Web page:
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skylar strudwick star of david headshot?width=719&height=464&fit=crop&auto=webp
skylar strudwick star of david headshot?width=398&height=256&fit=crop&auto=webp

My Star Of David Necklace Is A Reminder Of My Choice To Be Proudly Jewish

In 2017, my grandmother, Sabra, passed away, leaving behind a trail of belongings from her youth for her relatives to sort through. Four years later, when I was 17, my father brought her diaries to our house and I decided to read about her life; we weren’t particularly close, but I wanted to learn more about her, and about my family. As I read through her diaries, I discovered something totally unexpected: My grandmother was Jewish.

I cannot tell you why I didn’t know this beforehand, but I wish I could; my theory is that she hid her faith to assimilate into a post-WWII culture. What I do know is she wrote in her diary that she is Jewish and our family is Jewish, too; she even began practicing Judaism later in her life by attending temple every couple of months. But my father made little mention of our family’s identity when I was growing up, so my first indication that Judaism was part of my heritage came from reading these diaries. 

After many months of being unsure what to do with this information, I decided I needed to learn more. I’d passed the University of Minnesota Hillel Jewish Center building many times during my freshman year in college, but never found the courage to go inside. In my sophomore year, though, I finally decided to take the leap. I walked in as a sponge, ready to take in anything I could learn about Judaism.

skylar strudwick with her grandmother
Skylar Strudwick

As the weeks went on, a growing sense of pride bubbled through me while I learned more about the customs my ancestors had practiced for centuries and how strong the Jewish community is — and I began to take what I’d been learning about the religion to heart. That year, a friend of mine in the Jewish community gave me a Star of David necklace as a gift for Hanukkah; this moment stands out as one of the first times I felt truly accepted with my new identity. 

Now, as a proud, practicing Jewish American college student, I wear my Star of David necklace at all times. Whenever I look in the mirror, I see who I am, who came before me, and who I strive to be. The Star of David is my reminder that I am a part of the collection of Jews who have made the choice to be loudly, proudly Jewish.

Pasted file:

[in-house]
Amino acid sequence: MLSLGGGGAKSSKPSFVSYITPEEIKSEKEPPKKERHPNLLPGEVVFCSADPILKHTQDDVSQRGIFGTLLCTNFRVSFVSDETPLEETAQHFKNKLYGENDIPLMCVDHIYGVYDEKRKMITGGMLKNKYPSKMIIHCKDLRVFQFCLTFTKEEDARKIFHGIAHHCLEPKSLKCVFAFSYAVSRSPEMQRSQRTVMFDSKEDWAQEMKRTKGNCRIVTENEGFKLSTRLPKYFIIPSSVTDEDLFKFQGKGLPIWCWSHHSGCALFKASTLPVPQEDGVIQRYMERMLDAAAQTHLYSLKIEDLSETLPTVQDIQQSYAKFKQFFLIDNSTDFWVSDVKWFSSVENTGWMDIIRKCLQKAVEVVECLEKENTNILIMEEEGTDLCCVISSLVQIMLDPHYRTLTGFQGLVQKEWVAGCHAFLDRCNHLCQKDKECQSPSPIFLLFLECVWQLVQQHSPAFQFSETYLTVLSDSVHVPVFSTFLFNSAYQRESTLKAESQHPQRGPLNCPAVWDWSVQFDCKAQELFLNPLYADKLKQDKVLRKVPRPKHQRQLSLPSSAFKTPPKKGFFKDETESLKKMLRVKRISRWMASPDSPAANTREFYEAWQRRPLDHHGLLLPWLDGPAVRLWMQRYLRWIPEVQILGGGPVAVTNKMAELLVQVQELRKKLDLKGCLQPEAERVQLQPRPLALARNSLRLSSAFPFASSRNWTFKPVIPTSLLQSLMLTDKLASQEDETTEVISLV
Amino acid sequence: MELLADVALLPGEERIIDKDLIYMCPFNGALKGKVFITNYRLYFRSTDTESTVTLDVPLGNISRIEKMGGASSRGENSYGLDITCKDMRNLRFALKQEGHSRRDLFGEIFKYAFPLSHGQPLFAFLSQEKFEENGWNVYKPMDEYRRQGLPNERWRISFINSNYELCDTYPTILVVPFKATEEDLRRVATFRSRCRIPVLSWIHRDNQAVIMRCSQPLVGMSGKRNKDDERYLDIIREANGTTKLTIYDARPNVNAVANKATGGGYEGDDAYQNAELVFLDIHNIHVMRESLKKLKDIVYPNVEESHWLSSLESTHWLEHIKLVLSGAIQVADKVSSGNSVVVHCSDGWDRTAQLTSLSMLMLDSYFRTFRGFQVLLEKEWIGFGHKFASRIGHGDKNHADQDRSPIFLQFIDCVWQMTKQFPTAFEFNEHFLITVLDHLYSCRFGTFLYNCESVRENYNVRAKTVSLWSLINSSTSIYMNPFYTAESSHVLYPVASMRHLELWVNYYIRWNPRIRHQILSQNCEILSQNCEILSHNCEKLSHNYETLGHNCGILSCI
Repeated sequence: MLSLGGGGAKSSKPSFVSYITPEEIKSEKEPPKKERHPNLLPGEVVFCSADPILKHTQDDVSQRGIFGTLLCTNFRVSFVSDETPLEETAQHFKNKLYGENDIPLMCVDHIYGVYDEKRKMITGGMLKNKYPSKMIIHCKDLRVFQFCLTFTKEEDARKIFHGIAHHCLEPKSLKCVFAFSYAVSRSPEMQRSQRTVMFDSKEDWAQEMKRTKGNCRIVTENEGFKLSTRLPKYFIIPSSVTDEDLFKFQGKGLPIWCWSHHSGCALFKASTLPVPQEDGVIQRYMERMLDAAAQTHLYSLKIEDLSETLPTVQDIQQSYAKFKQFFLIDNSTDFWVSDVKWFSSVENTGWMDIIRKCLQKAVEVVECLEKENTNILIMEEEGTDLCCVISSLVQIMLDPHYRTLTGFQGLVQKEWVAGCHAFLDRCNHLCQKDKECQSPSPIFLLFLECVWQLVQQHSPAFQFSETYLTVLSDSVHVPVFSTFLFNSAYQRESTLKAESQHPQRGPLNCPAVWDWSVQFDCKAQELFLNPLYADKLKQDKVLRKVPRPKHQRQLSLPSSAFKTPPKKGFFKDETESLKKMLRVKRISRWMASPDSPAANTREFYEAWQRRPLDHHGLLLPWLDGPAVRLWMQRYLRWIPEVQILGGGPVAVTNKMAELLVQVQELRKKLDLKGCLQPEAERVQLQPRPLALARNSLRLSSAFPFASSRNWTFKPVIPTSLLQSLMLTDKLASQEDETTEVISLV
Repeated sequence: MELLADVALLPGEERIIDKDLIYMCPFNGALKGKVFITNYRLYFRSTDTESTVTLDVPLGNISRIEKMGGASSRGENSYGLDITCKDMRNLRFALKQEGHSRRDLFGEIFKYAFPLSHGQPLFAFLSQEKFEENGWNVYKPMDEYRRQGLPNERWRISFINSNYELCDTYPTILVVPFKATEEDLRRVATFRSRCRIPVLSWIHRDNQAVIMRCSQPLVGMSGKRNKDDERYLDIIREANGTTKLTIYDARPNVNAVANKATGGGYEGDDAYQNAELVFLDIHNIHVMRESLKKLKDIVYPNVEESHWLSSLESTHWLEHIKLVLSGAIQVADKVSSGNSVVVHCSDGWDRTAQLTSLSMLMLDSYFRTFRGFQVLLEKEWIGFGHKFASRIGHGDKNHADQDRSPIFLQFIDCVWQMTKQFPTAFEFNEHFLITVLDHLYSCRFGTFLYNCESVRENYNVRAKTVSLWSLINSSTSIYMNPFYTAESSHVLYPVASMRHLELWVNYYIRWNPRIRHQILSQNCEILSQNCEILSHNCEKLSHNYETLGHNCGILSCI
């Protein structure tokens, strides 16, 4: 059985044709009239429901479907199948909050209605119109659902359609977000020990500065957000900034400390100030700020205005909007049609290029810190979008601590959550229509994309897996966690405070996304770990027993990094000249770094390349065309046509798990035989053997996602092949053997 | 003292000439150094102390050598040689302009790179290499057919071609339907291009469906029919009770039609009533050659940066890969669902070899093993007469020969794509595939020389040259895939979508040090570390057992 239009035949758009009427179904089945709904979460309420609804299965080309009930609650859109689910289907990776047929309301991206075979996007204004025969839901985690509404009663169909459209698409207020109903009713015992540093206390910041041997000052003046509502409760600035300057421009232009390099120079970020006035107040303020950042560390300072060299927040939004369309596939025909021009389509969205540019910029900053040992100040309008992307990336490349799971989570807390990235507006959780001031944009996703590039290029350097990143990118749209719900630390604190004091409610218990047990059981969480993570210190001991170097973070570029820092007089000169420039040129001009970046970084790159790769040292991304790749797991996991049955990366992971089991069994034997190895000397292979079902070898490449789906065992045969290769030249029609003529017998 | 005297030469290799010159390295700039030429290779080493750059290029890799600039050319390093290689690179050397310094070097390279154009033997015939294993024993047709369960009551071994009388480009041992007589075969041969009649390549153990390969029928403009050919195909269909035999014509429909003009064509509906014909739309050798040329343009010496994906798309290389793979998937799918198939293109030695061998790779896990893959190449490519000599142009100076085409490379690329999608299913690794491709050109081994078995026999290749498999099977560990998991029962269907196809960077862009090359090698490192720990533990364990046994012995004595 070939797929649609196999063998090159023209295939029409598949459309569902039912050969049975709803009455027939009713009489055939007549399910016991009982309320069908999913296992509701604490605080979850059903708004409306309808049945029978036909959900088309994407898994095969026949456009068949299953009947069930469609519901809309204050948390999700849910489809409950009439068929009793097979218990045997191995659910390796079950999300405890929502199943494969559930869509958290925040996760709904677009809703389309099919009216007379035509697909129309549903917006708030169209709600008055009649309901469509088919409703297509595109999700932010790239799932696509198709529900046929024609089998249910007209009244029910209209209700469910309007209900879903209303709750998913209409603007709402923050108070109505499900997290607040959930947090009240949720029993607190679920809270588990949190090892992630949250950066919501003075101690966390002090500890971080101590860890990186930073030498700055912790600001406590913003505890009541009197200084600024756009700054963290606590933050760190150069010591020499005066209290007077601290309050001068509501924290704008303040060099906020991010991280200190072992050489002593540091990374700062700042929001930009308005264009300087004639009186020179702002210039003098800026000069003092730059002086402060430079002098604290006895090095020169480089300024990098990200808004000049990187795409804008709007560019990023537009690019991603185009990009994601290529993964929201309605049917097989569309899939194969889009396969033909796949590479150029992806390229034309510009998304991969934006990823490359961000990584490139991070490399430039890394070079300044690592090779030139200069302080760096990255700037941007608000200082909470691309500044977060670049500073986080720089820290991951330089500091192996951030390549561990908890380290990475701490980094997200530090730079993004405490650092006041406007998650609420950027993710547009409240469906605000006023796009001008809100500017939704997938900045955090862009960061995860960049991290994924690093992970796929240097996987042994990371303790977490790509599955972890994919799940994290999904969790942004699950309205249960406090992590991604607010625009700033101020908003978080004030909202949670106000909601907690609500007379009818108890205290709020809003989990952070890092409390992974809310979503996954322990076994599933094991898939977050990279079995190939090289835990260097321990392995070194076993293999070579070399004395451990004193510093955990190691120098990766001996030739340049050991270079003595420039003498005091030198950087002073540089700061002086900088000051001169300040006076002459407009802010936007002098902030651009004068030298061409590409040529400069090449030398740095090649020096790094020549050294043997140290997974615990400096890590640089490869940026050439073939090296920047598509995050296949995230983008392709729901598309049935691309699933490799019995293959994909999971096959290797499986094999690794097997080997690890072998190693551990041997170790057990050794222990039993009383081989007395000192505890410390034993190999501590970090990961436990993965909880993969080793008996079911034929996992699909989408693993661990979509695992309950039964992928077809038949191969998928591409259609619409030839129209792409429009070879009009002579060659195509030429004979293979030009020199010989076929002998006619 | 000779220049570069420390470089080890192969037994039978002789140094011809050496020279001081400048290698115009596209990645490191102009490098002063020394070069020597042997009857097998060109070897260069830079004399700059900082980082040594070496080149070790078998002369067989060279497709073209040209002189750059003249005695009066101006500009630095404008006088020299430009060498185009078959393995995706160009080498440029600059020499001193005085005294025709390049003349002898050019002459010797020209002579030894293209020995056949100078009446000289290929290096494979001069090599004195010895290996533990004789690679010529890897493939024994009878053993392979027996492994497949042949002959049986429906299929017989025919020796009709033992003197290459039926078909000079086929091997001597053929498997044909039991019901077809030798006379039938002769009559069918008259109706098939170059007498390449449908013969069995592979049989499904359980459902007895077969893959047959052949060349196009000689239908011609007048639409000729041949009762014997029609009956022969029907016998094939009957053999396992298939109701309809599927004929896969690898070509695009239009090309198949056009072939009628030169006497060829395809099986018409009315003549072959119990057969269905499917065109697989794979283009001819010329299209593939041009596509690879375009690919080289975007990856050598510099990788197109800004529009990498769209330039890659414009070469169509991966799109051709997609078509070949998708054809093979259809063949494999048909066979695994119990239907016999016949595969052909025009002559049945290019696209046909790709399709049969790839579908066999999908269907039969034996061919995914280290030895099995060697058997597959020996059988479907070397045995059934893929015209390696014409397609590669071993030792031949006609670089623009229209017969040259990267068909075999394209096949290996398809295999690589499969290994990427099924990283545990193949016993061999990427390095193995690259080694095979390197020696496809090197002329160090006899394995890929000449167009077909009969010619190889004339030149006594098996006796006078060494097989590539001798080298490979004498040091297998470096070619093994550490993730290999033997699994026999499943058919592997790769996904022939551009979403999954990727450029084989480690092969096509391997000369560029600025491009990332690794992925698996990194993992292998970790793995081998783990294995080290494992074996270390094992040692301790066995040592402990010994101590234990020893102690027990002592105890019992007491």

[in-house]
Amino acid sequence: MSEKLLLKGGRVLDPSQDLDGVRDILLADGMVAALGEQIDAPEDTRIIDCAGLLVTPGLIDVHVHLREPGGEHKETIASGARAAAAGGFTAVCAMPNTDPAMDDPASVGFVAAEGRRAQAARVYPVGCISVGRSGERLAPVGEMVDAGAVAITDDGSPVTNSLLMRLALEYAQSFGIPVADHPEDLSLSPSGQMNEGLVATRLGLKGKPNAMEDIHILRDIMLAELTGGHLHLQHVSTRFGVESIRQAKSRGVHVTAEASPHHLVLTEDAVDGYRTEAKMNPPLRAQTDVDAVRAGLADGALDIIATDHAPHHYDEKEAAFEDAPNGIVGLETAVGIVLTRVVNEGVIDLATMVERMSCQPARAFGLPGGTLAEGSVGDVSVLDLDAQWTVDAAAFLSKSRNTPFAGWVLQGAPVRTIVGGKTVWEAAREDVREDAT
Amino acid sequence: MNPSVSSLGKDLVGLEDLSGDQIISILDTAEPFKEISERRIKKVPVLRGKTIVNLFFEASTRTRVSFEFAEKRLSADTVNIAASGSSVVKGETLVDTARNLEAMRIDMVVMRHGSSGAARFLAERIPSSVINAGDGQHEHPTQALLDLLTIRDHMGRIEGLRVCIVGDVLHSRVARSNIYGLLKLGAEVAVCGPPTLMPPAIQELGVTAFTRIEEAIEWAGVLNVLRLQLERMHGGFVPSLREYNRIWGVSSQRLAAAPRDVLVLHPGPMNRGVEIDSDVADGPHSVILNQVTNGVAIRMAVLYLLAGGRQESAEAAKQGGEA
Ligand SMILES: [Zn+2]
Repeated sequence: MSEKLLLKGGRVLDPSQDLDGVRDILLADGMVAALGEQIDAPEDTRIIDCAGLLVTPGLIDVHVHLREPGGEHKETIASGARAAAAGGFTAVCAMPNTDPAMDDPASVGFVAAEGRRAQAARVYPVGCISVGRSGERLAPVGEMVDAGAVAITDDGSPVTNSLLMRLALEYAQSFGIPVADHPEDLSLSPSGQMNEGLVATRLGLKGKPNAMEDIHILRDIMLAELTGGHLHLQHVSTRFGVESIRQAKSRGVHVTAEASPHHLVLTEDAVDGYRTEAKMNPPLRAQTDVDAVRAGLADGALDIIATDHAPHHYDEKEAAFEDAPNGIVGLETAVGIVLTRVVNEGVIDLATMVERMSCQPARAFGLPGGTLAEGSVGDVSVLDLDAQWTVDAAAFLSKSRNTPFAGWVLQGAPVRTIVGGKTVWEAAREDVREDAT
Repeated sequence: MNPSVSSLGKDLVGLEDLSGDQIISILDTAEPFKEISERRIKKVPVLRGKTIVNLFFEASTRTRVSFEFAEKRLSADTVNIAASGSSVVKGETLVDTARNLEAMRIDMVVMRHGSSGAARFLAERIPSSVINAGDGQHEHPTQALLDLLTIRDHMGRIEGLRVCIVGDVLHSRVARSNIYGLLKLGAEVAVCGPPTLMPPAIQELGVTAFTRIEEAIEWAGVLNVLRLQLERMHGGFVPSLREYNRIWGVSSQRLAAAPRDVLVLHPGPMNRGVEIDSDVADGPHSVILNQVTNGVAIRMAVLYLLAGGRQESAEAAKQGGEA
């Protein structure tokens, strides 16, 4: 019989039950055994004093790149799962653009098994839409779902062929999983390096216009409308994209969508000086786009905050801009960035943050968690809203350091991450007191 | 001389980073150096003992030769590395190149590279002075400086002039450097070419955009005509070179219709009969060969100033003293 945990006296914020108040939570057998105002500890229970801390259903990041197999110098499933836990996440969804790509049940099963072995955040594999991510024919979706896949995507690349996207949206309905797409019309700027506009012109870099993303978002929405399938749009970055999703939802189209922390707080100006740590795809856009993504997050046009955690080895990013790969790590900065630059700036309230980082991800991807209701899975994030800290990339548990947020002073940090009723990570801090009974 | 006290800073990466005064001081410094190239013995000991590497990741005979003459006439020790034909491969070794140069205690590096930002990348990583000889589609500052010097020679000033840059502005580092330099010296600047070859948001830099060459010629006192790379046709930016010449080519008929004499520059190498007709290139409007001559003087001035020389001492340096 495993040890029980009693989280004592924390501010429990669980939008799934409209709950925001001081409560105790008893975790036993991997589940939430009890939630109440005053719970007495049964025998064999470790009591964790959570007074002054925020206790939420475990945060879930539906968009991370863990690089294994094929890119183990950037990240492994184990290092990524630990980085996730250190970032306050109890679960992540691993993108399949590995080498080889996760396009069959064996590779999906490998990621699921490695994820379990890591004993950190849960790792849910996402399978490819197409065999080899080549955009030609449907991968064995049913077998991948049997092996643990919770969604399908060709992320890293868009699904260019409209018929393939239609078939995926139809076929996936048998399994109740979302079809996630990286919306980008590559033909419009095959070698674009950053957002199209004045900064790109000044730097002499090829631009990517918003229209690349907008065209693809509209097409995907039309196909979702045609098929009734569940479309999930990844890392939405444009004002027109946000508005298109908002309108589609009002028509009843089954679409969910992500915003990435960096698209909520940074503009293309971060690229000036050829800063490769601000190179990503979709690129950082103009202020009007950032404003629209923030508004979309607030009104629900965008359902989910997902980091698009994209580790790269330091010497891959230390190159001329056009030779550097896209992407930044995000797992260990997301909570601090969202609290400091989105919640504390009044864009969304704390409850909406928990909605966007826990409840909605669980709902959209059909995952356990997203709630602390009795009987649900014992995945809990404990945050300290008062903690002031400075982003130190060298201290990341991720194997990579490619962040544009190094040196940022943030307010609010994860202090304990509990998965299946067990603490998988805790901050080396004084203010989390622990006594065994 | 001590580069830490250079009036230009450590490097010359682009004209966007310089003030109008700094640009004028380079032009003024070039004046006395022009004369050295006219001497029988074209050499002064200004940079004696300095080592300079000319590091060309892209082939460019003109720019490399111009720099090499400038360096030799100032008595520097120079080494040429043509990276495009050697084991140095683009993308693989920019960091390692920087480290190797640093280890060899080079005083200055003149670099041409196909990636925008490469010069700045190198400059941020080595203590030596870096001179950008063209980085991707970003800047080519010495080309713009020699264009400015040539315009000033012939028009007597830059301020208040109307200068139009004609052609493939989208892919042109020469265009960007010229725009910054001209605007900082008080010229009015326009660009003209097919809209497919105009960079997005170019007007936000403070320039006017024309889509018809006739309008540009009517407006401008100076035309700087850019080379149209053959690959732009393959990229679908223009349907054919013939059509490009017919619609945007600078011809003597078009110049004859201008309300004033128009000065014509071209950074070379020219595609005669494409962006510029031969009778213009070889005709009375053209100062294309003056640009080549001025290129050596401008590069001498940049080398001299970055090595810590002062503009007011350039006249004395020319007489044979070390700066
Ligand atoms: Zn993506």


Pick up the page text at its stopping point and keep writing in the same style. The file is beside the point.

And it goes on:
skylar strudwick at hillel
Skylar Strudwick

To those who subscribe to tired stereotypes, I don’t “look” Jewish. I’m naturally blonde and have blue eyes, traits not usually associated with Jewishness. But in the same way there is no one way to “look” American — it’s more about embodying American ideologies rather than the color of one’s skin or the language they speak — to me, outwardly conveying my Judaism is not about the features I was born with. As my rabbi says, “a Jew is a Jew is a Jew.” I am a Jew because of the values I uphold and the culture I practice in, and I continue to wear the Star of David as a reminder of the choices that I make in my Judaism.

The Star represents my family, my values, and my life

The teachings of our Jewish ancestors tell us to be proudly Jewish, and I do so by making the Star of David my prime fashion accessory with every outfit. When I dress to give a presentation in front of a 300-person lecture hall, the Star of David complements my red lipstick. As I swing my tennis racket across the court, the Star bounces along with my serves. When I’m about to unlock a research lab, the Star’s reflection glitters against the door knob. In every facet of my life, every movement, and every outfit, I am proudly Jewish. The Star represents my family, my values, and my life, so I wear it as though it’s the newest it-bag of the season, every season. 

skylar strudwick
Skylar Strudwick

Wearing the Star of David is, to me, similar to keeping a photo in a locket around my neck, something cherished that is both near my heart and displayed for all the world to see. When I touch my necklace, I am reminded of the centuries of Jews saying the same prayers in Hebrew that I do. Seeing the necklace in photographs recalls images of singing with my community on Shabbat and cheering around the dinner table at Passover. Feeling the weight of my necklace reminds me that I am a part of something larger than myself — and older than myself — and am connected to centuries of people who carried their identity proudly on their chests. 

Choosing to wear the Star of David is also my way of choosing how people might remember me. For example, I know very little about my grandmother, but I know she was Jewish. I know almost nothing about my ancestors, but I am certain they were Jewish. If my children’s children know one thing about me when I’m gone, it will be that I was Jewish, and that fact alone keeps the Star around my neck.

My name is Skylar Strudwick. I'm a junior at the University of Minnesota majoring in psychology and journalism, and a proud Jewish American. I've spent my childhood falling in love with the written word and this love turned into the material pursuits of creative and novel writing. When I'm not writing or studying, I enjoy reading, yoga, running, painting, and coffee dates with my friends.